The amount of individual and FA variation for wing size and shape was measured for each full-sib family and each group (control and treated) using regular ANOVAs for size and Procrustes ANOVAs for shape [46], considering individual, side, the interaction between individual and side as effects, the replicates being left in the residual term and accounting for ME. The ANOVA mean square (MS) related to the individual effect was used as an estimator of individual variation. The MS related to the interaction (individual × side) was used to compute the FA10 index as FA10 = (MSinteraction − MSME)/2 following [42]. This FA index indeed accounts for ME and provides a reliable estimation of FA. Variance estimates were then compared among treatments for each full-sib family using standard F-tests. To test whether the most variable families under the control conditions also tended to be the most variable once treated, we used the Kendall tau correlation coefficient for individual variation and FA (computed with Wessa.net freely available at https://www.wessa.net/). In order to test the relationship between canalisation and developmental stability, we computed Kendall’s tau between individual variation and FA across full-sib families within each treatment. The effect of treatment on genetic variation for wing size and shape was assessed by measuring variation among full-sib families. For both the treatment and control groups, the MS in an ANOVA on wing size with full-sib family as a single effect was calculated; the corresponding Procrustes MS was used to measure shape variation across full-sib families.

To investigate whether full-sib family and treatment involved similar changes in landmark position (i.e. patterns of shape variation), we used the following approach. For each full-sib family and treatment, we computed two covariance matrices: one corresponding to differences among individuals (environmental canalisation) and one corresponding to FA (developmental stability), resulting in 56 matrices. Additionally, the genetic covariance matrix (genetic canalisation) was estimated across full-sib families within each treatment (2 matrices). We used a matrix correlation method to compare covariance matrices by pairs, including the diagonal elements of the matrices because both the variances and covariances can provide information on the similarity of covariance matrices [18]. Matrix correlations were tested with a matrix permutation test against the null hypothesis of complete dissimilarity of covariance structures [47]. Because the coordinates of each landmark are not independent, permutations were done on the landmarks and not on the individual coordinates in the covariance matrix [46].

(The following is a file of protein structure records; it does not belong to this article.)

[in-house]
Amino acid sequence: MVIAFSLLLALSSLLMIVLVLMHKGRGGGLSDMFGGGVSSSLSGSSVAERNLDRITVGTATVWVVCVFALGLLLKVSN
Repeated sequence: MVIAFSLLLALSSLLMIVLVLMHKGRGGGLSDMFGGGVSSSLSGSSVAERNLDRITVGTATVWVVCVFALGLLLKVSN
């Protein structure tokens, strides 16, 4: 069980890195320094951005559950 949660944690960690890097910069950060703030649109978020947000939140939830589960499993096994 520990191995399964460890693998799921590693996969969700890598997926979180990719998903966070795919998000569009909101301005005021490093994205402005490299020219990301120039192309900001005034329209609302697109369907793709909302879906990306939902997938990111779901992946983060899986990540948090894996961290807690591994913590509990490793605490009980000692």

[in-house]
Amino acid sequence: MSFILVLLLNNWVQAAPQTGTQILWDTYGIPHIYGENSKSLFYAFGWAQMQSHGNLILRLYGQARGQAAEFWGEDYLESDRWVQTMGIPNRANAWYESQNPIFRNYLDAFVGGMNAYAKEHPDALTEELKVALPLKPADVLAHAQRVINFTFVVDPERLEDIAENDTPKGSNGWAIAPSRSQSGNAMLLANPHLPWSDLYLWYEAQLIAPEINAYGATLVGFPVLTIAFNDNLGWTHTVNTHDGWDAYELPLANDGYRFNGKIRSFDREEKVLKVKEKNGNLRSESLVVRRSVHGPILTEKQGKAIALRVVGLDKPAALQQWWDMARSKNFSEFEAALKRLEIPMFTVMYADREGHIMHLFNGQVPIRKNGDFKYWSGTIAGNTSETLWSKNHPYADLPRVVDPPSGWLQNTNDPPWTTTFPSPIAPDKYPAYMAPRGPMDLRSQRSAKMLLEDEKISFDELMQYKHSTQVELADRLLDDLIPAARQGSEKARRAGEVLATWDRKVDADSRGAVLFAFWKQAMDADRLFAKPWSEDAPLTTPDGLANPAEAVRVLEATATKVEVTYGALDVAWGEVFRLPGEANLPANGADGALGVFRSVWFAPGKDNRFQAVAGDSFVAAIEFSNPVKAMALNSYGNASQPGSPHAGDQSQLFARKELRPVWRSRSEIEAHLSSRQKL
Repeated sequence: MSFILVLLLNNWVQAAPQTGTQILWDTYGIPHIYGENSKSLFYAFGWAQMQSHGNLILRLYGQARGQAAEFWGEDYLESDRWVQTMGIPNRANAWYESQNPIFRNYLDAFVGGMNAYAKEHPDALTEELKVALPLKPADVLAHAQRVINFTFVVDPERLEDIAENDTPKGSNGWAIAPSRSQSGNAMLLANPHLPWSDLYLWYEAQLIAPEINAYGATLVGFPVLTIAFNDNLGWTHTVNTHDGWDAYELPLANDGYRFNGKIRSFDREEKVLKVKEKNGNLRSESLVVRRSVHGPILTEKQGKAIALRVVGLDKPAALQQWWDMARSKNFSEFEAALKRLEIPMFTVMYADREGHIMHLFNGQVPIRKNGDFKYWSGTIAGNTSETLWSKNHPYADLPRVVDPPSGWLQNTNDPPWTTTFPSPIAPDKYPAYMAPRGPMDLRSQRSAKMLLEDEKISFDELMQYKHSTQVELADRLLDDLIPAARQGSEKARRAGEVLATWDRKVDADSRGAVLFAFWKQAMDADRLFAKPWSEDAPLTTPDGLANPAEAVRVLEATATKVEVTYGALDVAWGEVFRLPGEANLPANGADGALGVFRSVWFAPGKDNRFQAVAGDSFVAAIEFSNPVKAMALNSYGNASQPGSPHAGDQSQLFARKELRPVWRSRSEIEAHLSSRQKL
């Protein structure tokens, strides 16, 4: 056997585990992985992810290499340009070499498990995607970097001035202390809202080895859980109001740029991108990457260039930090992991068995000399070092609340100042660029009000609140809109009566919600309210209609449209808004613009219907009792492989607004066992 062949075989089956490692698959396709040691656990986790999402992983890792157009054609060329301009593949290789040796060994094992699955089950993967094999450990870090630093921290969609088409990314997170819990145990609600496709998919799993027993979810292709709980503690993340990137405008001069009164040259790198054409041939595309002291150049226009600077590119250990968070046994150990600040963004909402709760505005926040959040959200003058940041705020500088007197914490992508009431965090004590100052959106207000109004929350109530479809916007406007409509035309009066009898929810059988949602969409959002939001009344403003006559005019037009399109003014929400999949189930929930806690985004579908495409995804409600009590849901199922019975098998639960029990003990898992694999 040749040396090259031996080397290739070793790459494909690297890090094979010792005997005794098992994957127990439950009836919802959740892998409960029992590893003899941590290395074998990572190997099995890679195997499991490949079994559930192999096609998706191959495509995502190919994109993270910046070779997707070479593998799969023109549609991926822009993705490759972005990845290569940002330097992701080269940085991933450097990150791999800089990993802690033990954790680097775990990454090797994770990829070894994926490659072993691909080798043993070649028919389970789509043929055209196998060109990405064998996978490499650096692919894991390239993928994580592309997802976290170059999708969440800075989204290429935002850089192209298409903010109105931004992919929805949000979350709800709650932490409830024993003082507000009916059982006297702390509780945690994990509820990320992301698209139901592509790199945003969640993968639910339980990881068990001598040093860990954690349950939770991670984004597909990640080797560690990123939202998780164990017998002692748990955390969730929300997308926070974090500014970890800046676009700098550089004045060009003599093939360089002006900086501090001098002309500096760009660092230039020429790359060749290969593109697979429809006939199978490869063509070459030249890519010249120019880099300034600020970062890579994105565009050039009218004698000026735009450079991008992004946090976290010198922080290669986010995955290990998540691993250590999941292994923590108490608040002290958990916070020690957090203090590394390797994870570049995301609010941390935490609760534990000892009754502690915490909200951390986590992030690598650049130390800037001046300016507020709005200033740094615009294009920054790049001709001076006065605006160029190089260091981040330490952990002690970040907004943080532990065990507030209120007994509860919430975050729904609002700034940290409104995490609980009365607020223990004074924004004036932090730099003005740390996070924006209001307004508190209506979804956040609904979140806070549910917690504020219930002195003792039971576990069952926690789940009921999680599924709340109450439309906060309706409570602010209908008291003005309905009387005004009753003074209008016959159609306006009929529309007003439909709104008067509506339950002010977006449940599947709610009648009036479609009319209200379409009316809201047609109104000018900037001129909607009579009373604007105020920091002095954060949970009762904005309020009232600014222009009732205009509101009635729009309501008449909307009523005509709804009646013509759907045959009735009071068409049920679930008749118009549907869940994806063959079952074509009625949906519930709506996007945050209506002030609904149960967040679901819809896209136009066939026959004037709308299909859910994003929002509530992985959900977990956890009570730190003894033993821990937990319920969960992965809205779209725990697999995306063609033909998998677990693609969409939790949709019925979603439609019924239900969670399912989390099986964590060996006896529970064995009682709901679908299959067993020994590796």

To compare environmental canalisation, developmental stability and genetic canalisation matrices across families and treatments, we used a metric multidimensional scaling (e.g. [48]) as an ordination analysis [18, 19, 49]. This analysis (also known as principal coordinates analysis [PCO], which is related to PCA [50]) uses a distance matrix between all possible pairs of covariance matrices as input data. We used (1 − [correlation between the two matrices]2) as a distance metric [18, 19]. The ordination of PCO helps to visualize the relationship between covariance matrices; the closer two matrices are in the PCO ordination, the more they are correlated and the more similar the patterns of landmark covariation. We first applied a PCO simultaneously to all 58 matrices (individual variation and FA matrices for all families under the two conditions + the 2 genetic covariance matrices). This procedure allowed us to capture in a single step the overall similarity of the effects of micro-environmental variation, developmental noise and genetic variation. To further study if individual and FA variation reacted similarly to the treatment, we then ran PCO on the corresponding matrices alone. Since there were 14 families, the genetic matrices have a maximum of 14 dimensions. We thus reduced the dimensionality of all covariance matrices to 14. These analyses were conducted using R running on RStudio version 1.2.5019 (2009–2019; RStudio Inc., Boston, MA, USA). For all analyses, sexes were pooled to increase statistical power when differences between sexes were not detectable.

Results

Deltamethrin-treated individuals exhibited bigger and more variable wings with different mean wing shape